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Shuttle Discovery Lands In Florida, Ending Long Career

Space shuttle Discovery has returned to Earth for the last time, ending the career of the world's most-traveled spaceship. The shuttle landed at Kennedy Space Center in Florida at 11:57 a.m. ET.

On the Florida coast, the end of Discovery's final mission was heralded by a sonic boom as the craft sped toward the runway, prompting cheers from the crowds gathered to watch the launch, according to NASA.

Pilot Eric Boe steered the shuttle through the clouds and into a smooth landing.

And soon after, as NPR's Nell Greenfieldboyce reports, Commander Steve Lindsey said, "And Houston, Discovery for the final time, wheel stop."

From the AP:

The mission added 13 days to Discovery's lifetime total of 365 days in space. Its total mileage is 148 million miles.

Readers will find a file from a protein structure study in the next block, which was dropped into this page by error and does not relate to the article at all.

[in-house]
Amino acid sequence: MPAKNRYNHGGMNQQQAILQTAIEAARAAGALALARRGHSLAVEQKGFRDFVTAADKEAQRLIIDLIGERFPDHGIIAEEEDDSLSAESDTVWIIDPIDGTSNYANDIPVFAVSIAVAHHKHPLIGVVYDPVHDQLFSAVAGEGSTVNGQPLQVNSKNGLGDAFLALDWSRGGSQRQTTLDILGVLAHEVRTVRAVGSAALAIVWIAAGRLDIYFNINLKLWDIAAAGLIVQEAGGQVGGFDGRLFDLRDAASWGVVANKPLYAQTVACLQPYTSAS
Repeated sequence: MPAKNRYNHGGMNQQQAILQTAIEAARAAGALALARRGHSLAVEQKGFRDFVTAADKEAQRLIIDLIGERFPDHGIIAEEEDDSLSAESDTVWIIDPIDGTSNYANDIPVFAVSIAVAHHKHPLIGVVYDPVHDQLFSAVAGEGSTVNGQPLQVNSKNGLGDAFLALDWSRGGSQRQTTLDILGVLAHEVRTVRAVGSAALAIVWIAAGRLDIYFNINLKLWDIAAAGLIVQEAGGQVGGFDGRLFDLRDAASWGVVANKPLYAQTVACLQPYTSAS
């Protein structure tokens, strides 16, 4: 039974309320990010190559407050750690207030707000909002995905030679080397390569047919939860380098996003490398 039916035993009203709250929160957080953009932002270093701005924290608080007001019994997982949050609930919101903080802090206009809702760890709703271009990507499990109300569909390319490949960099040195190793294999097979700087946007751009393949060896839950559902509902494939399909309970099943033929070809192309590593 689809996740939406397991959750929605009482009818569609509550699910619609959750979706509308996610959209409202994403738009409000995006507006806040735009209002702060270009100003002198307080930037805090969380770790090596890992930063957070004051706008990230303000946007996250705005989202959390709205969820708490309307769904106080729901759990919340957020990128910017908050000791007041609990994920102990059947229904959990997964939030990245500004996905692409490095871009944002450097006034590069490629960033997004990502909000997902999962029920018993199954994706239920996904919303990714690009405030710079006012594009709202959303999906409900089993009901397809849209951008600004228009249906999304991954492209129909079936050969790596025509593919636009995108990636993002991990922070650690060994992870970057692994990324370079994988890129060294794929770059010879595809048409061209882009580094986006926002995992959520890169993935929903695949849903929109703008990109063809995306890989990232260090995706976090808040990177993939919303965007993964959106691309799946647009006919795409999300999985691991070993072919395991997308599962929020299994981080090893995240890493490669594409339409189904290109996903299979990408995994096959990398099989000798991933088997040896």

Once back at Kennedy Space Center, Discovery will be decommissioned over the next several months and sent to the Smithsonian Institution for display. Shuttles Endeavour and then Atlantis will fly once more each in the next few months. Then they, too, will be retired.

Discovery's final 13-day mission included two spacewalks at the International Space Station, where it brought new equipment and maintenance materials.

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Bill Chappell is a writer and editor on the News Desk in the heart of NPR's newsroom in Washington, D.C.